3. Transgenerational Epigenetics. Modern biology has greatly extended Waddington’s epigenetic idea to include many processes that were completely unknown to him. In addition to control of gene expression by transcription factors, we now include various chemical processes by which the genome sequences can be marked in a way that modifies gene expression. Both DNA itself and the histone proteins around which it is wrapped can be marked.
Initially, it was thought that these marks are always removed between generations. But we now know that is not always true. This has led to the creation of the field of transgenerational epigenetics. Defenders of the Modern Synthesis usually dismiss this evidence by saying that such transmission is rare and that it always dies out after a few generations. I have three answers to that.
First, there are now well-established examples where it does not die out even over many generations.
Second, even if the process is rare, so is speciation. As a mechanism contributing to the rare process of speciation, rare transgenerational inheritance of epigenetic changes could clearly occur. In a recent study of Darwin’s finches, this is what seems to have happened. Both epigenetic (meaning DNA marking) and genetic (meaning DNA sequence) changes are correlated with the evolutionary distance between the different species. The authors of the study conclude that both interacted in the process of speciation.
Third, it is important to note that testing whether epigenetic marking dies out after a single generation exposure to the environmental change does not test for what may happen during evolutionary change since, in any realistic case, the environmental stimulus would continue to act over many generations. Waddington’s idea of genetic assimilation can then occur to ensure that the change becomes more permanent.
4. Lateral transfer of DNA. The Modern Synthesis was based on Darwin’s idea of the tree of life, radiating from a common ancestor. We now know that the tree is more like a network, particularly in the early branches. DNA is not just transferred vertically from generation to generation; it can also be transferred laterally between organisms, even between different species.
5. Symbiogenesis. I was given the huge privilege of interacting with Lynn Margulis (1938–2011) on an almost daily basis during the academic year 2008–9, when she was the Eastman Visiting Professor at Oxford University. It so happens that this chair is attached to my own college, Balliol, so we often met at lunch. That led to me chairing a landmark debate between her and Richard Dawkins, together with Martin Brasier (symbiosis in corals) and Stephen Bell (prokaryotes). It lasted four hours and is fully recorded online.
Richard Dawkins was the better debater, judged by some audience reactions. But Lynn had killer lines. I shall never forget this interaction:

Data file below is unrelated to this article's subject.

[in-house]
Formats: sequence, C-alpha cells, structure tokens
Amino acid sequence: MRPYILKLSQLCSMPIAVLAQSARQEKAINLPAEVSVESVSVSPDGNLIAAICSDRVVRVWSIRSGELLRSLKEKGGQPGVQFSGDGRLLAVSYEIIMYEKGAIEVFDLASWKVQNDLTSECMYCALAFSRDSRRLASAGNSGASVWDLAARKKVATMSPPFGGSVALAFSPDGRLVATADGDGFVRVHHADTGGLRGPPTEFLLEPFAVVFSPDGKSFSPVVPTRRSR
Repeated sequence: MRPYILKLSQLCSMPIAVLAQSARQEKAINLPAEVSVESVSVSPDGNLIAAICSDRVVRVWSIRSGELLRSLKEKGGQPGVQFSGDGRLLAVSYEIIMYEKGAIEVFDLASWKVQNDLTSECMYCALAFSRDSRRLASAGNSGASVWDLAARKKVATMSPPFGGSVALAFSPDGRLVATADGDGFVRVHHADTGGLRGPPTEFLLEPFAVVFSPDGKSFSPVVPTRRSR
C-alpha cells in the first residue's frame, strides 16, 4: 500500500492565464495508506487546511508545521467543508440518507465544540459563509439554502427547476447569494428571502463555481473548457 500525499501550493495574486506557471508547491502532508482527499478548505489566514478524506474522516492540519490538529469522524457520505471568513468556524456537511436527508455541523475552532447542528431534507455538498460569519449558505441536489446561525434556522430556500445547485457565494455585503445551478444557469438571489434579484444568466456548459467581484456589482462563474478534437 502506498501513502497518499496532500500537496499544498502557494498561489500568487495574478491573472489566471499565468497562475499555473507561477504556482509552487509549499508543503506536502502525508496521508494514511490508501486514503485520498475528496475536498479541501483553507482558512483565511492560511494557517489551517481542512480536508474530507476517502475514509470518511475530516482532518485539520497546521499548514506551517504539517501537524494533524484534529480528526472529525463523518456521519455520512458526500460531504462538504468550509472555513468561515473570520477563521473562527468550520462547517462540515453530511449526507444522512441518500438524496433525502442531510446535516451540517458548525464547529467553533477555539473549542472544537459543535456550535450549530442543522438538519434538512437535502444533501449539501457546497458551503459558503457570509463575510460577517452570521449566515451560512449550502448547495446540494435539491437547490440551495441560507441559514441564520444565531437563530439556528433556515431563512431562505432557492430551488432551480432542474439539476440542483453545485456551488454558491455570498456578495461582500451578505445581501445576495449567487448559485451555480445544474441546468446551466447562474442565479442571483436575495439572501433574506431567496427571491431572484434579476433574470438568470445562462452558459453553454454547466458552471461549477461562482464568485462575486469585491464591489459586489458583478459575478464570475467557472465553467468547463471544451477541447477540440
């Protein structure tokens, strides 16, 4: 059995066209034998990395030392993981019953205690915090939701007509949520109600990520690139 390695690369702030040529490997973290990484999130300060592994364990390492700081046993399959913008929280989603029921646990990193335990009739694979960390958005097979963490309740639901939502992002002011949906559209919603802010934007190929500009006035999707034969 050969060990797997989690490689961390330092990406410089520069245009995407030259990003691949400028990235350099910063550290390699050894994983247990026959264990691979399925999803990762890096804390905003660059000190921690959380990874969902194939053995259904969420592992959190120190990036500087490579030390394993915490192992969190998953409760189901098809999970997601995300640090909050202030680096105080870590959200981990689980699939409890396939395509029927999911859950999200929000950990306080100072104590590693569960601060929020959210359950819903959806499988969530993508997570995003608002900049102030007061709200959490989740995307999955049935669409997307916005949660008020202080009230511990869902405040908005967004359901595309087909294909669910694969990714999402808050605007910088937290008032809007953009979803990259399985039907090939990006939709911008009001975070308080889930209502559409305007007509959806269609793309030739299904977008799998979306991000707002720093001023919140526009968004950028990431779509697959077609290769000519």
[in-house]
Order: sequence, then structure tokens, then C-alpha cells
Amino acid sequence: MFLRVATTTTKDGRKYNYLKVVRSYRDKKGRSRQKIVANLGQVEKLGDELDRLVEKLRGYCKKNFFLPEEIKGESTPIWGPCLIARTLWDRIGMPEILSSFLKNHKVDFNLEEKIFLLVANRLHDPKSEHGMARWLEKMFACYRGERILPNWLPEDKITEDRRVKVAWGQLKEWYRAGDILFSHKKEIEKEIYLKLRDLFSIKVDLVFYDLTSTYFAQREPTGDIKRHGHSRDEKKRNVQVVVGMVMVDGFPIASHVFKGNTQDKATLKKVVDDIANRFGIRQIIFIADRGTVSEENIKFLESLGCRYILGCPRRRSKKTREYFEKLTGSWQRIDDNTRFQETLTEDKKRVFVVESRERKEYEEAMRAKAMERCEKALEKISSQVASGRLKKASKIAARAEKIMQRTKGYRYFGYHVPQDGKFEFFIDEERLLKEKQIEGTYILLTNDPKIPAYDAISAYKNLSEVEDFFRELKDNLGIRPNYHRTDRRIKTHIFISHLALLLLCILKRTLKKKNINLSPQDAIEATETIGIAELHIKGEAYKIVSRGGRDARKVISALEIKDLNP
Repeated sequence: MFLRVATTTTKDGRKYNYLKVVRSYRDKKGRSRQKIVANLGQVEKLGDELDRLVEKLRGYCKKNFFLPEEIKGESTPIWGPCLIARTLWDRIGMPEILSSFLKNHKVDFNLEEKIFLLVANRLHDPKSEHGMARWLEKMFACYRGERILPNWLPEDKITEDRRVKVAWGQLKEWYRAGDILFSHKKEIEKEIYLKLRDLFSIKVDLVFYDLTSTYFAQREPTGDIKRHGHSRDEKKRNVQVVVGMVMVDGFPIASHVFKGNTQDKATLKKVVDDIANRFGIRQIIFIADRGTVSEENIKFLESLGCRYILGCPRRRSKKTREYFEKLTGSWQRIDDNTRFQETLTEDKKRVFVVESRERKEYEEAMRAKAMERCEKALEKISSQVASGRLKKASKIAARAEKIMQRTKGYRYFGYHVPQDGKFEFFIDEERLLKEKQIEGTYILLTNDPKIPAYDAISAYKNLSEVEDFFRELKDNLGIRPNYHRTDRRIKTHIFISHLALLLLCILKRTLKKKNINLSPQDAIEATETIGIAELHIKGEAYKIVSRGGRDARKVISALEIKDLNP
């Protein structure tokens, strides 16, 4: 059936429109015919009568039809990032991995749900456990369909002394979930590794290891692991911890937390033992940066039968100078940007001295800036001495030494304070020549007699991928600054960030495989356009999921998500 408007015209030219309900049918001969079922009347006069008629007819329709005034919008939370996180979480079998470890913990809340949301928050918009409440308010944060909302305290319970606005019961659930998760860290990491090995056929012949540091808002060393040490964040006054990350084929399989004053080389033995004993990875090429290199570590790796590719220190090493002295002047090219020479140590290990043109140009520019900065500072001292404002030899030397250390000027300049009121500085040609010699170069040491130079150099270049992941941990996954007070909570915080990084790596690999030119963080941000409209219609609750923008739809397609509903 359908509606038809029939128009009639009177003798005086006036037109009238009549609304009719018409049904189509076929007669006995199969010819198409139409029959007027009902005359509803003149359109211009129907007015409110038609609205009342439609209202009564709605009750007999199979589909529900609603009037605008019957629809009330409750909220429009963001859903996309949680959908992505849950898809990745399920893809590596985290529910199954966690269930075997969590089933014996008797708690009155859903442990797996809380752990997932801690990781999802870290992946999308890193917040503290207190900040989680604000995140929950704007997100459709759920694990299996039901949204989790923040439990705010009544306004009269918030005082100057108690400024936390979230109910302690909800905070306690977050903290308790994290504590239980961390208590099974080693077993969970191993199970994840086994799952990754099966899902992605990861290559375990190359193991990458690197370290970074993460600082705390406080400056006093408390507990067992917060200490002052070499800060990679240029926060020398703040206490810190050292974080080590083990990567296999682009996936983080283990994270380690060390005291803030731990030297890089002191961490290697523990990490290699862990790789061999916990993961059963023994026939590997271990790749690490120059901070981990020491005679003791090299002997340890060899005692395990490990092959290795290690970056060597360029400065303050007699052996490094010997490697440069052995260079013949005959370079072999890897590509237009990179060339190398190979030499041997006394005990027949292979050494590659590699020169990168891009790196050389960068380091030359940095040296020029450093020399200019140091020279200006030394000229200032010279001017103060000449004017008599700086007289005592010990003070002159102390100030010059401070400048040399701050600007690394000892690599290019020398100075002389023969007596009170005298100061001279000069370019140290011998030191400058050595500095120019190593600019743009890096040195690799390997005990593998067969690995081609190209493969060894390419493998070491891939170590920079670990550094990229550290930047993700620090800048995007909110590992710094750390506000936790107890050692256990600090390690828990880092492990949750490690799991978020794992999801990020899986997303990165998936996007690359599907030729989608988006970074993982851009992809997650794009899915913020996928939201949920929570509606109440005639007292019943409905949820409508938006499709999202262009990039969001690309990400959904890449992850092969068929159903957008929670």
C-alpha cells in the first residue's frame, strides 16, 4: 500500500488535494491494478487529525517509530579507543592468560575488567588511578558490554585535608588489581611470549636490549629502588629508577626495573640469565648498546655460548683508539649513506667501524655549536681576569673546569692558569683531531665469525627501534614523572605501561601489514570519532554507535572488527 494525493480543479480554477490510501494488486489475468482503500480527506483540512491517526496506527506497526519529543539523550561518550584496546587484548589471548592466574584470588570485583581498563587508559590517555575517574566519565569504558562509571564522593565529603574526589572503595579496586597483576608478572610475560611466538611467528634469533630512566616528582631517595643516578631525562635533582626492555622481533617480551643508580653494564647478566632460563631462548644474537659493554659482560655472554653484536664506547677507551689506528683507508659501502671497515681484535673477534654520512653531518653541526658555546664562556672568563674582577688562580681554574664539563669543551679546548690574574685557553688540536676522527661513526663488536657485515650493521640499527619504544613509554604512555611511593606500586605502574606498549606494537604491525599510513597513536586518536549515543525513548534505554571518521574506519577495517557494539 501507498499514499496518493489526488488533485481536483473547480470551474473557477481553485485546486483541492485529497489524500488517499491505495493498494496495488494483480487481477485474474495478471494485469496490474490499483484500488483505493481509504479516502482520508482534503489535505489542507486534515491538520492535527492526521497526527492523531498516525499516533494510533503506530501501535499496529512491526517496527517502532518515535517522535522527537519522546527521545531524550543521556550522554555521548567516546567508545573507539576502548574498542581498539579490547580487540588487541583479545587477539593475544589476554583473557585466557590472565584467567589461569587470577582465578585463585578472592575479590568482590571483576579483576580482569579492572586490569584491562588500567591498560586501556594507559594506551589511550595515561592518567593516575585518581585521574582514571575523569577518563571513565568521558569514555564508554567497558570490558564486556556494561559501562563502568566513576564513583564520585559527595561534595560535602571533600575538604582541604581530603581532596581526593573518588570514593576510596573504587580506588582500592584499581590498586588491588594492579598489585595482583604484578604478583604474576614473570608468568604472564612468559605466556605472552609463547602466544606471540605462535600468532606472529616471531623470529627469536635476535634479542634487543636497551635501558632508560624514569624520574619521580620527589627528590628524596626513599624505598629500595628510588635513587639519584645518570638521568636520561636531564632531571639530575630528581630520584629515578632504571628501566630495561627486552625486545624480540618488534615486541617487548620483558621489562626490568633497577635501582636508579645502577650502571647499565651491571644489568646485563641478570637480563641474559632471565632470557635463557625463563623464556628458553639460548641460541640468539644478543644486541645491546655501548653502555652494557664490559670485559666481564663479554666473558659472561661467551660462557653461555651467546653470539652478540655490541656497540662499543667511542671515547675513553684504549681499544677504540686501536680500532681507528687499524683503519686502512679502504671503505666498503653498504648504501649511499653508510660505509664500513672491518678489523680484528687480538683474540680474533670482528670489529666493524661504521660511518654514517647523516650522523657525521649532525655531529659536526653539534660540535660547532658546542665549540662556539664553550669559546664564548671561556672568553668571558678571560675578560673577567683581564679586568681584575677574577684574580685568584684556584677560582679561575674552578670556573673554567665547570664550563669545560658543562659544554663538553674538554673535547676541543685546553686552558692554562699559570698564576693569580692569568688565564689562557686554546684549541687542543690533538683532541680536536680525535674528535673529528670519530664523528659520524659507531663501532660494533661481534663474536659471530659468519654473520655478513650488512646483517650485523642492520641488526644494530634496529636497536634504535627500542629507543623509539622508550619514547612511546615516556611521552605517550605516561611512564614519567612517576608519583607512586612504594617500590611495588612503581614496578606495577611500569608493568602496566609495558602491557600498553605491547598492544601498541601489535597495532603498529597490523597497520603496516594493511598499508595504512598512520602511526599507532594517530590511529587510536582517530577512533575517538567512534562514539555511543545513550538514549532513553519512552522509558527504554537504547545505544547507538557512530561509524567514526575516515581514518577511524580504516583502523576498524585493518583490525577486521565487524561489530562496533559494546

Dawkins: “It [neo-Darwinism] is highly plausible, it’s economical, it’s parsimonious, why on earth would you want to drag in symbiogenesis when it’s such an unparsimonious, uneconomical [theory]?”
Margulis: “Because it’s there.”
That’s it in a nutshell. What is there, what exists, is the starting point of all science.
6. Genome reorganization (natural genetic engineering). I have also had the great privilege of interacting over several years with James Shapiro at the University of Chicago. James taught me to understand the significance of the work of Barbara McClintock (1902–1992), the discoverer of mobile genetic elements, for which she received the Nobel Prize in 1983. Neo-Darwinians argue that this is just an example of a large mutation. I argue that if large, already-functional sequences are moved around the genome, then potentially existing or new functions travel with the sequences. The Modern Synthesis was built on the idea of the gradual accumulation of point mutations. I explain the significance of moving large sequences in the next item.
7. Randomness versus functionality of inherited variations. This is perhaps the biggest question of all. How does functionality, and hence teleology, arise in random processes? My short answer is that viewed from the level of molecules we may never see it.
My argument develops in just a few stages.
(a) Randomness and order at different levels in physics. At a molecular level, a gas or a liquid shows random movement as the molecules interact with each other’s motions. In an enclosed elastic container the global variables, pressure, volume, and temperature obey predictable laws. In our most basic science, physics, therefore, stochasticity at a low level does not entail stochasticity at a higher level. If we were to visualize a water molecule as the size of a billiard ball, the edge of the biological cell containing it would be one kilometer away. Imagine a billiard table one kilometer across and millions of billiard balls interacting. From their individual behavior we would have no idea where the constraint lies. Without that information we would not be able to work out what is going on. This is the basis of Erwin Schrödinger’s argument in What is Life? (1943) when he said that physics is “order from disorder.”
The great Dutch-Jewish philosopher Baruch (Benedict) Spinoza (1632–1677) recognized this way back in 1665 when he wrote: